Two journalists arrive with asylum seekers

The scale of the Coalition’s border protection challenge has been underlined by the arrival of three asylum seeker boats in as many days, including one carrying a pair of foreign journalists on assignment.

Prime Minister-elect Tony Abbott yesterday spoke with Papua New Guinea Prime Minister Peter O’Neill and assured him that the incoming Coalition government would stick with offshore processing on Manus Island.

The third of three vessels in three days was understood to be in Australian waters on Monday afternoon, following closely in the wake of a boat carrying 59 people that arrived earlier in the day and another carrying 88 people that arrived on election night.

Mr Abbott, who has previously pledged to ”salvage” elements of Labor’s PNG arrangements that are working well, spoke to Mr O’Neill and told him the Coalition meant to uphold Australia’s commitment to offshore processing on the PNG territory of Manus Island.

Mr O’Neill told PNG’s The National newspaper that he expected Mr Abbott to honour the arrangements agreed to with outgoing leader Kevin Rudd, but added he was open to a review of the deal.

”The resettlement program … and the infrastructure development program associated with this, negotiated and agreed to with the Rudd government, was done with the Australian government, not a political party or individual, and I would expect the incoming government to respect it,” the paper quoted him as saying.

The asylum seeker boat arriving on Monday morning included two New York Times journalists, who made the perilous passage from Indonesia to Christmas Island for an assignment.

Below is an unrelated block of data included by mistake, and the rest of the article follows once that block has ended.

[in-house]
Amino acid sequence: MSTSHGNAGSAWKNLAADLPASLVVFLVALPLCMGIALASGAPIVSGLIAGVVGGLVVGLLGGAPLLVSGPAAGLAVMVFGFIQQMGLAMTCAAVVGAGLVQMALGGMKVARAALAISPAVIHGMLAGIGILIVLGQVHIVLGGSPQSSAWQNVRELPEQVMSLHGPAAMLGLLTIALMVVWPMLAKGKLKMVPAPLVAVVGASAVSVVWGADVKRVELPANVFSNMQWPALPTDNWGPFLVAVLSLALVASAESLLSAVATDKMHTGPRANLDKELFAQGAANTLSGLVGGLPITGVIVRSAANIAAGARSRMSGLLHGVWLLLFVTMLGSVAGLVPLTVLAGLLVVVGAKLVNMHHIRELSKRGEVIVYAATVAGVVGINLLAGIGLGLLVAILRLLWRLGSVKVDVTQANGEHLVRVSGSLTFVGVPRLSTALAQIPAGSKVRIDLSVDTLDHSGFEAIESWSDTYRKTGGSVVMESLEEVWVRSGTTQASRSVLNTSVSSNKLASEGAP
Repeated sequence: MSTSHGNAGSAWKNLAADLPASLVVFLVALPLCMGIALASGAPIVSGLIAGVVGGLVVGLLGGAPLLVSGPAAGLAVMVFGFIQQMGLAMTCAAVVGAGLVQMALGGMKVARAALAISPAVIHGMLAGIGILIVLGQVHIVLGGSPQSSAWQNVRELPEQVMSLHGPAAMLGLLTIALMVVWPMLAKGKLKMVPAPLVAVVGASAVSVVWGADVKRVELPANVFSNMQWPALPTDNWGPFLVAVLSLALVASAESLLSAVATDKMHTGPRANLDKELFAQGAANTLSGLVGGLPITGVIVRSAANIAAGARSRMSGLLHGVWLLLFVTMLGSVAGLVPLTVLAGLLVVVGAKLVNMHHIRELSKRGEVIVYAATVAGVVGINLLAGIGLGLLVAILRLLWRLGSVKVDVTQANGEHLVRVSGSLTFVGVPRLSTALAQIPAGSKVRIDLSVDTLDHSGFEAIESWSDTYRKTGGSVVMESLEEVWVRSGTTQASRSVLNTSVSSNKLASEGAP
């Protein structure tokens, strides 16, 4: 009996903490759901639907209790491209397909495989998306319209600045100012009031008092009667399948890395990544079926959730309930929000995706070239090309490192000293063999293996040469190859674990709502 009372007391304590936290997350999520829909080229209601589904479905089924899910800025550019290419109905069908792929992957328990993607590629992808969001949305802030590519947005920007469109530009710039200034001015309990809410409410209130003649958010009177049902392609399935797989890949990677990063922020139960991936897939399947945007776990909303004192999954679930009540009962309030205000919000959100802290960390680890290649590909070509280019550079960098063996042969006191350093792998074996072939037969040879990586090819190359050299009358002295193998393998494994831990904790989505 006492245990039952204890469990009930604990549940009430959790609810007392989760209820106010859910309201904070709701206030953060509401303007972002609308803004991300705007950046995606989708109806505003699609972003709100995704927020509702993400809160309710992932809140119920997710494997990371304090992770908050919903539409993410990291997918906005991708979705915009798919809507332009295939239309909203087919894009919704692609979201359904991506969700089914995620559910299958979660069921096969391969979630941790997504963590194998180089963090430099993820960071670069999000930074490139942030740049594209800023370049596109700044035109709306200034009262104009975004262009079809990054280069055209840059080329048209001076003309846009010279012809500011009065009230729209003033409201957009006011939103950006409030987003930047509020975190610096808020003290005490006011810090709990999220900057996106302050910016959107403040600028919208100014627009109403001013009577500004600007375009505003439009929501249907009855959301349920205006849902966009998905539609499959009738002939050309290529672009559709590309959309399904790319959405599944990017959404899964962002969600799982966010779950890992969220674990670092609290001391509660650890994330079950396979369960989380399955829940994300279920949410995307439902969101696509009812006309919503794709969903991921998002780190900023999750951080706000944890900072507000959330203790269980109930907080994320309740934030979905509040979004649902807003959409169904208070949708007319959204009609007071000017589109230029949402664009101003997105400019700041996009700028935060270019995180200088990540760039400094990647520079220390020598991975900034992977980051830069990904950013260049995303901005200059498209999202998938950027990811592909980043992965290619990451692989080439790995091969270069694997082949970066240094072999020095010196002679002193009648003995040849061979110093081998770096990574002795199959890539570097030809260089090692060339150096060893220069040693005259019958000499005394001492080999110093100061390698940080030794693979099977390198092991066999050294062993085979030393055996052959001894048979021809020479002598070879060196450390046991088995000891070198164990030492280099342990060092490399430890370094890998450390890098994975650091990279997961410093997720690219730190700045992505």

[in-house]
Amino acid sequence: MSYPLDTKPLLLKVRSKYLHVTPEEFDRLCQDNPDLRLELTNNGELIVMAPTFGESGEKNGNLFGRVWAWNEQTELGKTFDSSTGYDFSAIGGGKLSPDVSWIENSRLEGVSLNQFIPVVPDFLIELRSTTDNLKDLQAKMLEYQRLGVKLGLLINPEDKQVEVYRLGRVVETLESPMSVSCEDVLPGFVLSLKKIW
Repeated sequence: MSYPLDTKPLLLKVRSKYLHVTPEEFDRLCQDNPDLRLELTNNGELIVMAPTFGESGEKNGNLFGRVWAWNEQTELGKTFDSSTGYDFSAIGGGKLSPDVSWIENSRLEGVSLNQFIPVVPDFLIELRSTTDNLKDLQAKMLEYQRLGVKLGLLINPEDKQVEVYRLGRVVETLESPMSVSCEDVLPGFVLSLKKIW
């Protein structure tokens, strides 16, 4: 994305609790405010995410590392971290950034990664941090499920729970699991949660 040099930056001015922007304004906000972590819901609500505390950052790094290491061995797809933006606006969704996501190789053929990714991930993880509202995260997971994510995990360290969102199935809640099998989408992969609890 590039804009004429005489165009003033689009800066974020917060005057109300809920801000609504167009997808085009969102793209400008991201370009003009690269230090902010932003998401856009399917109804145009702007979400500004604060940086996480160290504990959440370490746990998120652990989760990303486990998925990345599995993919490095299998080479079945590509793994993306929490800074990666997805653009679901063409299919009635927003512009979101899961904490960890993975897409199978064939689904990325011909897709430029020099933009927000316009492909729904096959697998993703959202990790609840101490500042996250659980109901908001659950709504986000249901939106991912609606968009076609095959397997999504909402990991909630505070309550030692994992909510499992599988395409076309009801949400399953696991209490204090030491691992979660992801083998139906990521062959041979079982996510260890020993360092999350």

Despite the frequent capsizing and sinking of the rickety Indonesian fishing boats used for the crossing, American journalist Luke Mogelson and Dutch photographer Joel van Houdt made the voyage to document asylum seekers’ experiences.

They arrived on Christmas Island reportedly sunburnt and exhausted. They were quizzed by Australian Federal Police but had valid visas and were promptly released. The men, both freelance contributors to the New York Times Magazine, are based in Kabul, Afghanistan, and are seasoned journalists in dangerous environments.

Van Houdt has previously carried out a similar assignment in the Mediterranean Sea, taking an asylum seeker boat from Morocco to Spain in 2008.

The Immigration Department’s communications chief Sandi Logan called the move ”crazy, risky” on Twitter.

The arrival of three boats in a row represents a spike by recent standards. The outgoing Labor government’s tough PNG and Nauru arrangements appeared to be stemming what had been a steady flow of boats, often two or more each day.

Just one boatload of asylum seekers arrived last week on Christmas Island.

Yesterday, Mr Abbott went on the front foot, warning people smugglers and their clients things would be ”very, very different in this country” under a Coalition government. Mr Abbott’s policy includes the controversial measure of turning back boats where it is safe to do so, and buying Indonesian fishing vessels if authorities believe they are going to be used to carry asylum seekers to Australia.

The original release of this article first appeared on the website of Hangzhou Night Net.

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